Let’s look at our Naavah first. As a FF, she never peaked. She went up to 7 cups on average. Some days giving us up to 8 when they could go forage out back. As a SF, she is giving us 10 cups a day on average. She had moderate width in the back (nice arch) that did add a little more as a SF. She has larger teats, around three fingers length. Average orifices, easy to milk. An average udder, but definitely one we can work with using the bucks we have available to us. WIN!
How about Adal? Nice width on her rear attachments. Good solid side attachments. As a First Freshener, she also didn’t peak, but gradually went up to 7-8 cups a day on 3 cups of grain, averaging 7.5 cups. She is EASY to milk, and we mean easy! She has HUGE orifices! Talk about WIN!
Davi. Well there is a huge smile when we think of her!! Antares improved on her dam’s side attachments. Her udder is up tighter than her dam’s udder was. Her Medial Suspensory Ligaments are a dream! As a First Freshener, she has been producing higher than our basic goals. Her first month we have seen 8-9.5 cups of milk a day. She is peaking slightly, so we will wait to see that she levels out at. She is maintaining well on 3 cups of grain a day. WIN!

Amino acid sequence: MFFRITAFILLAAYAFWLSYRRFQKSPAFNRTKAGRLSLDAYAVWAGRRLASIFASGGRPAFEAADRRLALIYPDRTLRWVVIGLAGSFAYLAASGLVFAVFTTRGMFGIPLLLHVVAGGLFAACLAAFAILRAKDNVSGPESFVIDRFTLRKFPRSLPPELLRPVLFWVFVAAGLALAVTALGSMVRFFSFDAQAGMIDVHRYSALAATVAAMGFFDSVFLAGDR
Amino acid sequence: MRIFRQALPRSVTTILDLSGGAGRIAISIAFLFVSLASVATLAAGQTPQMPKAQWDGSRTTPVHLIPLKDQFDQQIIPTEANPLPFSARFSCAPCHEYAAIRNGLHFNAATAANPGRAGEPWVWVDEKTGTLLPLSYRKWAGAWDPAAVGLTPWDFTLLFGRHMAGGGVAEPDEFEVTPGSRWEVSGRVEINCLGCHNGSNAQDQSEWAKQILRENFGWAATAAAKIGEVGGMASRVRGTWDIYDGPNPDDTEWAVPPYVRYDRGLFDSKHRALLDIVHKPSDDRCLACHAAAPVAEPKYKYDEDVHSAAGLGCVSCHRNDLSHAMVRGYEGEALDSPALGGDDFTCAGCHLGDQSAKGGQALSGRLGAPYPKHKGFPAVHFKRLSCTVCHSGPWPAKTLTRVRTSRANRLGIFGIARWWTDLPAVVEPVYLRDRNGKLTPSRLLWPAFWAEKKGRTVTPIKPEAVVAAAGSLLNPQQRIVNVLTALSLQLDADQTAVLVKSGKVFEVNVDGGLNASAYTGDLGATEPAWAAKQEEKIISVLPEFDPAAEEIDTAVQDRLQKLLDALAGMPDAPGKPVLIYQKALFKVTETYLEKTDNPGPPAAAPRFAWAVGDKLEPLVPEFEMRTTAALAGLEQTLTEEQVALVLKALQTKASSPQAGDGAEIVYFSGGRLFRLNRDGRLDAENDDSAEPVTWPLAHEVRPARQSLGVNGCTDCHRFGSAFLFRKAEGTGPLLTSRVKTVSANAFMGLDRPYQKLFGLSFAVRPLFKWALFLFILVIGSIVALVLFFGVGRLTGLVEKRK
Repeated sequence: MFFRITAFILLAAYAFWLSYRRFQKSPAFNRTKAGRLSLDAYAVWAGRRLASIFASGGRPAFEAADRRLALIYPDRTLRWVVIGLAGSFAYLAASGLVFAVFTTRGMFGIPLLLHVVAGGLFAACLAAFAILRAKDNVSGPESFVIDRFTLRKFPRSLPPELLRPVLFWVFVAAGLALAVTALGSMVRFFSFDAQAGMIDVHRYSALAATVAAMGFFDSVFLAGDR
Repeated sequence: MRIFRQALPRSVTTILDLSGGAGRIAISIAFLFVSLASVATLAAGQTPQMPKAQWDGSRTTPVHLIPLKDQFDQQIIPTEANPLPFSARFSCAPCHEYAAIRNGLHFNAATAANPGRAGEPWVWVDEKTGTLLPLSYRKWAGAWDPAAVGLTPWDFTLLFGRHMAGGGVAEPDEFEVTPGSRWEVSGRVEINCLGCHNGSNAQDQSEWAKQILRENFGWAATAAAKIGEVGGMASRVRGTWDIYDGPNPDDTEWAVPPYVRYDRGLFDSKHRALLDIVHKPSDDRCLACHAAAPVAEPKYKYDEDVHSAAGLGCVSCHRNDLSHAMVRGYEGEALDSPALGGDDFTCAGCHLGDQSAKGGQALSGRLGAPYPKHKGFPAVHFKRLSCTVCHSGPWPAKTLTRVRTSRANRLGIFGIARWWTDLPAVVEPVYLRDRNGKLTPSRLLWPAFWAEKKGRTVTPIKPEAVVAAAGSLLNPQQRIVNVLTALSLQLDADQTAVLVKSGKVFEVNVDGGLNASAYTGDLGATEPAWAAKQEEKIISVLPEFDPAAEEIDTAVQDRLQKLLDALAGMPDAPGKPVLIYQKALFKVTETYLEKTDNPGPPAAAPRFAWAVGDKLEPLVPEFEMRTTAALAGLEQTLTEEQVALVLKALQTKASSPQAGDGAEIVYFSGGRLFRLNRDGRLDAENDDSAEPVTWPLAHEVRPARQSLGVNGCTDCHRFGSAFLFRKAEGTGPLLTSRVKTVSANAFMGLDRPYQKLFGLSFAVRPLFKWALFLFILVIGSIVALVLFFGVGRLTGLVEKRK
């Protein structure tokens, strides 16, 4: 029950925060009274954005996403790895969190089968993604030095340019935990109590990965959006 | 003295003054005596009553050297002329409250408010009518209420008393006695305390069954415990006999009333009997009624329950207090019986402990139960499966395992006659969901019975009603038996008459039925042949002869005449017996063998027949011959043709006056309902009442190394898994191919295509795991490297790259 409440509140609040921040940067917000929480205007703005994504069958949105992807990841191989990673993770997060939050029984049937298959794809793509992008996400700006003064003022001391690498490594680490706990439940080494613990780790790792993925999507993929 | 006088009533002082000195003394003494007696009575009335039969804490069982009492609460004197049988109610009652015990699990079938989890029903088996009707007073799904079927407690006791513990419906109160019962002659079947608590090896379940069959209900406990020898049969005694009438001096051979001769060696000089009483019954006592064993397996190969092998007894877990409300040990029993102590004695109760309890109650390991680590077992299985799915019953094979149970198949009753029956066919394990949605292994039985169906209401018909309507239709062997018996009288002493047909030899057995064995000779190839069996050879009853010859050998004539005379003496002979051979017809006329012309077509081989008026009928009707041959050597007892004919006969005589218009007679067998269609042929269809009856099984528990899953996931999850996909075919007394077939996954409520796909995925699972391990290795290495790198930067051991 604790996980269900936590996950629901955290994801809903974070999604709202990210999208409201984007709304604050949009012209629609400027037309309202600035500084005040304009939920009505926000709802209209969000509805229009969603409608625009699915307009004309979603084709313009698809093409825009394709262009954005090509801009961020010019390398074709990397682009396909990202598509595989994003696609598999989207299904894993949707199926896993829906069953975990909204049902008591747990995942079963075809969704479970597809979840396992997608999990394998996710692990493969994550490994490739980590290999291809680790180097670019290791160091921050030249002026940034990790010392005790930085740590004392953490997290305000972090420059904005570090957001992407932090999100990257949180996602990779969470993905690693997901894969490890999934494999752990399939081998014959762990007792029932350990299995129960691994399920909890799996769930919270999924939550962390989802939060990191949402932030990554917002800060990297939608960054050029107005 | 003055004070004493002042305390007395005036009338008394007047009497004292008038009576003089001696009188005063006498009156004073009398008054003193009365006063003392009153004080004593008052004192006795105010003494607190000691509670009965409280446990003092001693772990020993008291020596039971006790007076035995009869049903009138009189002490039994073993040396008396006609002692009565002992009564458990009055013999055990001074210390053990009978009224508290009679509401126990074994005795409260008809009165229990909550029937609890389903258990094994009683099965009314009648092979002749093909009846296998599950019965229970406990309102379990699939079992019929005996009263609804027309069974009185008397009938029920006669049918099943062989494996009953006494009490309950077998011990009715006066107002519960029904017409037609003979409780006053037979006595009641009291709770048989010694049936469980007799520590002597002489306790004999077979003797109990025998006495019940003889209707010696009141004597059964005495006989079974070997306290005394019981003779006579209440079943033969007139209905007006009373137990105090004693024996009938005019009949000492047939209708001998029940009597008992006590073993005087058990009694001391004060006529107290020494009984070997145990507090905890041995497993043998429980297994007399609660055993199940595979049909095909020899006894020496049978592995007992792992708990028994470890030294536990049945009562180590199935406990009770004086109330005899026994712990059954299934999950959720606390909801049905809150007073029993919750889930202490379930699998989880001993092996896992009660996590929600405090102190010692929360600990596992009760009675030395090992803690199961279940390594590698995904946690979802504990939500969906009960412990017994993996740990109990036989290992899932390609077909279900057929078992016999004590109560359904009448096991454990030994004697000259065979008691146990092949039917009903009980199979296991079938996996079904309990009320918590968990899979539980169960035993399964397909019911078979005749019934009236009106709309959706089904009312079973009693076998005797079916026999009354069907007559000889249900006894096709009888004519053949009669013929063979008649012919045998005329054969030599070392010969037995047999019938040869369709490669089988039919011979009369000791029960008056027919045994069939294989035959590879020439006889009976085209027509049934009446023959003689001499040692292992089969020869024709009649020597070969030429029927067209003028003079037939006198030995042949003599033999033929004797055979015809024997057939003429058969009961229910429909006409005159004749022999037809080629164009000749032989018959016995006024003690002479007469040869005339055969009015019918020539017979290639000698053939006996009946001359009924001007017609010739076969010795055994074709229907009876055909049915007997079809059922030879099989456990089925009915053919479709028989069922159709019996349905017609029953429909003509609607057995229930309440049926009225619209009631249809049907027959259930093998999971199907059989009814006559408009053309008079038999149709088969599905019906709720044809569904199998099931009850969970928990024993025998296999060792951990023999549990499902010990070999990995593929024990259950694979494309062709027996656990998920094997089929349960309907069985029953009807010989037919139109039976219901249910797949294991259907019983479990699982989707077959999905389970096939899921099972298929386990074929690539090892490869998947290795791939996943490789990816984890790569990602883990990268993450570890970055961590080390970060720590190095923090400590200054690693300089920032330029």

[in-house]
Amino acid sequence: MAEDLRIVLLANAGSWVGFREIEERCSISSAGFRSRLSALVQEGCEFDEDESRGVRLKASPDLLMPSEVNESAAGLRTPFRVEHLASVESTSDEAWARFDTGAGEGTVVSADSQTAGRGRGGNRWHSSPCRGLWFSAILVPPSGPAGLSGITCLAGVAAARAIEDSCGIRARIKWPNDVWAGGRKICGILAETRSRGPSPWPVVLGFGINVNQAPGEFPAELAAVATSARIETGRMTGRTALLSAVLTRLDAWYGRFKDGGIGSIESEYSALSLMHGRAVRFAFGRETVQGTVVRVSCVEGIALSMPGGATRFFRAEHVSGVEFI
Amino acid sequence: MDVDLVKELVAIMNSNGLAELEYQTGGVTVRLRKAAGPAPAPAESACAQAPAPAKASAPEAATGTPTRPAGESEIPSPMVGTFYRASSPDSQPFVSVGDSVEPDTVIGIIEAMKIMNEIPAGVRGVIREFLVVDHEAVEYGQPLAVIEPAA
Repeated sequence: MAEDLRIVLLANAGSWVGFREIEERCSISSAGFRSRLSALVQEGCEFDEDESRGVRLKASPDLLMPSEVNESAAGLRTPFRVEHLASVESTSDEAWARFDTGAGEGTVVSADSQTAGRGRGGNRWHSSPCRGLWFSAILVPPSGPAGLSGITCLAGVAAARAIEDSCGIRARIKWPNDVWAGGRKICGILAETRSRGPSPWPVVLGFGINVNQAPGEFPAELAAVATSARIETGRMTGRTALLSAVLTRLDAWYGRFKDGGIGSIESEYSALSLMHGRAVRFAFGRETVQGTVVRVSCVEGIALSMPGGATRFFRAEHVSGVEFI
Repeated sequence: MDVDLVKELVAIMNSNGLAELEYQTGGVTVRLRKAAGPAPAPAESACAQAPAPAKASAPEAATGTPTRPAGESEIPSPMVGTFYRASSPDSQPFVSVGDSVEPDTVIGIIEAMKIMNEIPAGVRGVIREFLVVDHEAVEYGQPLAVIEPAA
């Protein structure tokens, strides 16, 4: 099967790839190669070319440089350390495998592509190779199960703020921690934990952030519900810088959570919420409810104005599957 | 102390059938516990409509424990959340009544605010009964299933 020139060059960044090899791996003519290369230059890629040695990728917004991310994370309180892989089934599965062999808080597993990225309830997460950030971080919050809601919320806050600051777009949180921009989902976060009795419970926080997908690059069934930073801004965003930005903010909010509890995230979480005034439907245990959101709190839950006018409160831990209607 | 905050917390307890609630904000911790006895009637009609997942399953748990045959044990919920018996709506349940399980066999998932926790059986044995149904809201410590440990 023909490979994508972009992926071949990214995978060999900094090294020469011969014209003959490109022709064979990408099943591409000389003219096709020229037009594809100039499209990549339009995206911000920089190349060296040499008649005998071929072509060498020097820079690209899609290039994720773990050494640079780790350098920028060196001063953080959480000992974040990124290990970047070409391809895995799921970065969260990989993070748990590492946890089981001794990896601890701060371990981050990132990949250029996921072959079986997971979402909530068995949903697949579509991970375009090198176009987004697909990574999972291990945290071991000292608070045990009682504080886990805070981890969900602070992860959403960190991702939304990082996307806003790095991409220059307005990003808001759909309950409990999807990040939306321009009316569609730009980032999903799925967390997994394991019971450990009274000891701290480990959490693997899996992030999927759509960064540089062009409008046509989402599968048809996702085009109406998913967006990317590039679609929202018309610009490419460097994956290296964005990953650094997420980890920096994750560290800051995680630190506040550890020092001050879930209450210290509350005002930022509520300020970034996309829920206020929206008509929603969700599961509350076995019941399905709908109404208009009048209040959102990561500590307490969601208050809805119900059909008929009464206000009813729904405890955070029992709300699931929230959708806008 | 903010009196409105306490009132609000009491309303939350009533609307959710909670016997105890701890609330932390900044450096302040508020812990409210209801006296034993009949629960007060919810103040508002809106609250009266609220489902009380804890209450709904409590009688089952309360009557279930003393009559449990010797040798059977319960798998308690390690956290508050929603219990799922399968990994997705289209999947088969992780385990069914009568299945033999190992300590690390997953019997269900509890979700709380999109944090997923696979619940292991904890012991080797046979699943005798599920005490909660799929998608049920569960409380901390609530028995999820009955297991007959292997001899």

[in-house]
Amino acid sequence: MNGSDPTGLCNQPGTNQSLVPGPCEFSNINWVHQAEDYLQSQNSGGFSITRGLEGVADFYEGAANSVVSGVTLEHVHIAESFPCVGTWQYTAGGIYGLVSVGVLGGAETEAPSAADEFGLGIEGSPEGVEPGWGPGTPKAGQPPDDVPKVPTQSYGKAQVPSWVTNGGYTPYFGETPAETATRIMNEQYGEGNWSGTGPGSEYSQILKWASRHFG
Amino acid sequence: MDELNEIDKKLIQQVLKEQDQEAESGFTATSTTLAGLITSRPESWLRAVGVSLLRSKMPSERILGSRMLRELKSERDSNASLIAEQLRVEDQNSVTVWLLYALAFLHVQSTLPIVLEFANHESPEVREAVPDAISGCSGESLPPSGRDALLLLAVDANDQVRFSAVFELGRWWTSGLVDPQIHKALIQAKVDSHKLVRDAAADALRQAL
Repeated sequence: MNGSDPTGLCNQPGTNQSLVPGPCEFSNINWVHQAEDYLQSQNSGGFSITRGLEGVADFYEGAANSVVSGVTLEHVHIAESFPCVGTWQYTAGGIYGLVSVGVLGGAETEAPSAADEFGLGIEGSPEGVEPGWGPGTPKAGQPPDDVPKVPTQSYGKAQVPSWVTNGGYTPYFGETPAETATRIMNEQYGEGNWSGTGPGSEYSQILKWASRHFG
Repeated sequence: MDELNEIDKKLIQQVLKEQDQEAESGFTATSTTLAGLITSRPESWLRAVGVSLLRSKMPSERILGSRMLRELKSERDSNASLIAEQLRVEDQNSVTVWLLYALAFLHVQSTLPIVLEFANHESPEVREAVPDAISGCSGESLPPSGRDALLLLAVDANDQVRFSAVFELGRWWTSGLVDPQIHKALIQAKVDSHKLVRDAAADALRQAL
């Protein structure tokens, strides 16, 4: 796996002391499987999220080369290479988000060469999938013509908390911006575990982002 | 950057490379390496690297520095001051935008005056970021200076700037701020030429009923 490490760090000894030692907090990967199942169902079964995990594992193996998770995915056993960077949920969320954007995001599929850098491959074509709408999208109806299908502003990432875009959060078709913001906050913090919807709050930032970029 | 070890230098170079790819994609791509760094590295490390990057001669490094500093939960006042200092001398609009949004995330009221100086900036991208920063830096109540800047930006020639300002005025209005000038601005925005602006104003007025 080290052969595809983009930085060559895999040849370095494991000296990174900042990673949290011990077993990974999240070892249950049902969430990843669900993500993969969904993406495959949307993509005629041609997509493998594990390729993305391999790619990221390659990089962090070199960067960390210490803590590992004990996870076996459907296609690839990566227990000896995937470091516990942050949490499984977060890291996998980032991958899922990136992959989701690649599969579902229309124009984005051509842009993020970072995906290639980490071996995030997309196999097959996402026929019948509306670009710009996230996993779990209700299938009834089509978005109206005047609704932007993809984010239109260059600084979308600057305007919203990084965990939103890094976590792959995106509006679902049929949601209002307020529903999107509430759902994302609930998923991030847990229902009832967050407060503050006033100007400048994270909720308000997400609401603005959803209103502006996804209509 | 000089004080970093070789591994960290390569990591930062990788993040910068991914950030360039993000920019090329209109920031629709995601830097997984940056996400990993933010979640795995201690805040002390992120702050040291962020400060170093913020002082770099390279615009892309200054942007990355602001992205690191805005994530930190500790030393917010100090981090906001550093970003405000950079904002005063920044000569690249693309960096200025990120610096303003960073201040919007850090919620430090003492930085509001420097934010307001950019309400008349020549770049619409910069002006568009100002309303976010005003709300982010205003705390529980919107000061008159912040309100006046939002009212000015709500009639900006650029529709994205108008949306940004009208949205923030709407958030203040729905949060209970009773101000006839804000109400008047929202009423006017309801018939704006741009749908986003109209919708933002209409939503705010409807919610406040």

Now let’s talk Leyla. As a First Freshener, she had hardly any Medial Suspensory Ligaments – we could barely feel a cleft in the floor of her udder. Far more upside down ‘V’ to her rear attachment than arch. Her production got up to 5 cups a day, but only when fed 4 cups of grain a day. Her production fell dramatically after only 5 months of milking. That is why we wouldn’t sell a doe or intact buck from Leyla. But never judge a doe’s udder until you see how her udder looks as a Second Freshener. As a Second Freshener we found more problems. Zero Medial Suspendory Ligament, no side attachments. Her udder hangs down level to her hocks. Her production has been decent this time, but with her udder problems we will never be able to sell a doe or intact buck out of her. However, we will breed her again and try to get a doe out of her. We will keep the doe until she is old enough to breed and see if we did improve on her line. As a Third Freshener, her udder will most likely completely collapse. She will be a cull. NOT a win, but it does happen.
Playing with genetics is like the lottery, sometimes you win and sometimes you don’t. Simply put, just look to improve your herd. Be picky about what bucks you use, don’t settle when it comes to bucks and definitely ask questions!!! Be honest about your losses as you would your wins. Don’t just buy because their close or cheap, but the best you can – it will be worth it!
When we have a lose, it’s not easy making the call to cull. But culling is in fact a part of everyone’s breeding program or at least should be. Why not sell her? Honestly, we thought about it, but we can’t do that. How can we add problems to someone else’s herd? Would you want to buy a doe with a bad udder AND bad milking production? No? Well that is why our Leyla is marked as a cull now and we won’t sell her. A hard call to make, but the only call we could make.